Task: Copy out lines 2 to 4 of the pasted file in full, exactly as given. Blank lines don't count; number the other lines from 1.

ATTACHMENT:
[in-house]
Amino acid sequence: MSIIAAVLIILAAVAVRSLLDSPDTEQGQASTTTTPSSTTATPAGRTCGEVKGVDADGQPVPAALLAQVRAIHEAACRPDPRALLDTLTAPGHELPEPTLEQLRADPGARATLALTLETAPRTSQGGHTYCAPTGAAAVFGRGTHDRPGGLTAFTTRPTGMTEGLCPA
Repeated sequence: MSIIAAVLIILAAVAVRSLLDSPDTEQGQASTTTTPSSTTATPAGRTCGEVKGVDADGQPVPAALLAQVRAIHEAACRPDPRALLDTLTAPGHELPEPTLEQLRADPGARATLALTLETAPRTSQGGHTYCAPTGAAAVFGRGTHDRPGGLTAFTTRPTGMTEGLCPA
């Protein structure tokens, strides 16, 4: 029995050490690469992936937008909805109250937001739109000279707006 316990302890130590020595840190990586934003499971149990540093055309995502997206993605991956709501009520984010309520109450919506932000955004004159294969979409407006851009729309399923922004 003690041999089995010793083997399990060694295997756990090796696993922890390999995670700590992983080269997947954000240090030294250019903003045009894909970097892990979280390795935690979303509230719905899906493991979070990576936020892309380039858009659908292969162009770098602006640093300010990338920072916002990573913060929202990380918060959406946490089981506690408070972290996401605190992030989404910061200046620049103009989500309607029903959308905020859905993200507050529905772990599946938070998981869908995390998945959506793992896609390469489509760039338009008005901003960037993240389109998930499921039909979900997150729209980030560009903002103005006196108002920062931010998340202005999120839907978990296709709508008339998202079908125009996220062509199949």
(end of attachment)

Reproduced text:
Amino acid sequence: MSIIAAVLIILAAVAVRSLLDSPDTEQGQASTTTTPSSTTATPAGRTCGEVKGVDADGQPVPAALLAQVRAIHEAACRPDPRALLDTLTAPGHELPEPTLEQLRADPGARATLALTLETAPRTSQGGHTYCAPTGAAAVFGRGTHDRPGGLTAFTTRPTGMTEGLCPA
Repeated sequence: MSIIAAVLIILAAVAVRSLLDSPDTEQGQASTTTTPSSTTATPAGRTCGEVKGVDADGQPVPAALLAQVRAIHEAACRPDPRALLDTLTAPGHELPEPTLEQLRADPGARATLALTLETAPRTSQGGHTYCAPTGAAAVFGRGTHDRPGGLTAFTTRPTGMTEGLCPA
């Protein structure tokens, strides 16, 4: 029995050490690469992936937008909805109250937001739109000279707006 316990302890130590020595840190990586934003499971149990540093055309995502997206993605991956709501009520984010309520109450919506932000955004004159294969979409407006851009729309399923922004 003690041999089995010793083997399990060694295997756990090796696993922890390999995670700590992983080269997947954000240090030294250019903003045009894909970097892990979280390795935690979303509230719905899906493991979070990576936020892309380039858009659908292969162009770098602006640093300010990338920072916002990573913060929202990380918060959406946490089981506690408070972290996401605190992030989404910061200046620049103009989500309607029903959308905020859905993200507050529905772990599946938070998981869908995390998945959506793992896609390469489509760039338009008005901003960037993240389109998930499921039909979900997150729209980030560009903002103005006196108002920062931010998340202005999120839907978990296709709508008339998202079908125009996220062509199949």